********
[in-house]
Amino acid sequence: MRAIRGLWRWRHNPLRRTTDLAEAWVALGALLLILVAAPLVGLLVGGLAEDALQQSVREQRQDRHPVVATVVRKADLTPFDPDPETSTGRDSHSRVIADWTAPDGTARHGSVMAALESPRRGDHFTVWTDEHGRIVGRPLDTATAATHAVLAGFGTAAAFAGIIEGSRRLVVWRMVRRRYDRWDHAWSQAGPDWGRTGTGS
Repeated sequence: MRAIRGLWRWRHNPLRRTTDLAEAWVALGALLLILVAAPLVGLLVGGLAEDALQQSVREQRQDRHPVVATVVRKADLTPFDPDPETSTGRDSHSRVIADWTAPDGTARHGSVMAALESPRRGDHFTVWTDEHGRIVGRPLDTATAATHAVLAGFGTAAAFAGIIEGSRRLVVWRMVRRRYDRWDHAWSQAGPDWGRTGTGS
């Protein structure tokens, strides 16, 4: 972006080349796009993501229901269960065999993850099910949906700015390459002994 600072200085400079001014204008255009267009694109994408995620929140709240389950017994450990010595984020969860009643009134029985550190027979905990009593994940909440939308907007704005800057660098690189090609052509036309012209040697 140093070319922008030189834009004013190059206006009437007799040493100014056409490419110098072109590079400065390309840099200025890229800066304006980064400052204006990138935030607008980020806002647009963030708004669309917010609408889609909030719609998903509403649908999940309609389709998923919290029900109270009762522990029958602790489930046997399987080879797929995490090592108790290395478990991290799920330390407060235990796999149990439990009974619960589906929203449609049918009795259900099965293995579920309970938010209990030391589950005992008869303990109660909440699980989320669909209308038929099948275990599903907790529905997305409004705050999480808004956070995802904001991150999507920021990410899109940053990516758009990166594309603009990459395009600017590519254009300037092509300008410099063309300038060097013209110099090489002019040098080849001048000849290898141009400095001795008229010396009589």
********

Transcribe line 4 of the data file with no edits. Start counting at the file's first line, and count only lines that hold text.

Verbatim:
């Protein structure tokens, strides 16, 4: 972006080349796009993501229901269960065999993850099910949906700015390459002994 600072200085400079001014204008255009267009694109994408995620929140709240389950017994450990010595984020969860009643009134029985550190027979905990009593994940909440939308907007704005800057660098690189090609052509036309012209040697 140093070319922008030189834009004013190059206006009437007799040493100014056409490419110098072109590079400065390309840099200025890229800066304006980064400052204006990138935030607008980020806002647009963030708004669309917010609408889609909030719609998903509403649908999940309609389709998923919290029900109270009762522990029958602790489930046997399987080879797929995490090592108790290395478990991290799920330390407060235990796999149990439990009974619960589906929203449609049918009795259900099965293995579920309970938010209990030391589950005992008869303990109660909440699980989320669909209308038929099948275990599903907790529905997305409004705050999480808004956070995802904001991150999507920021990410899109940053990516758009990166594309603009990459395009600017590519254009300037092509300008410099063309300038060097013209110099090489002019040098080849001048000849290898141009400095001795008229010396009589």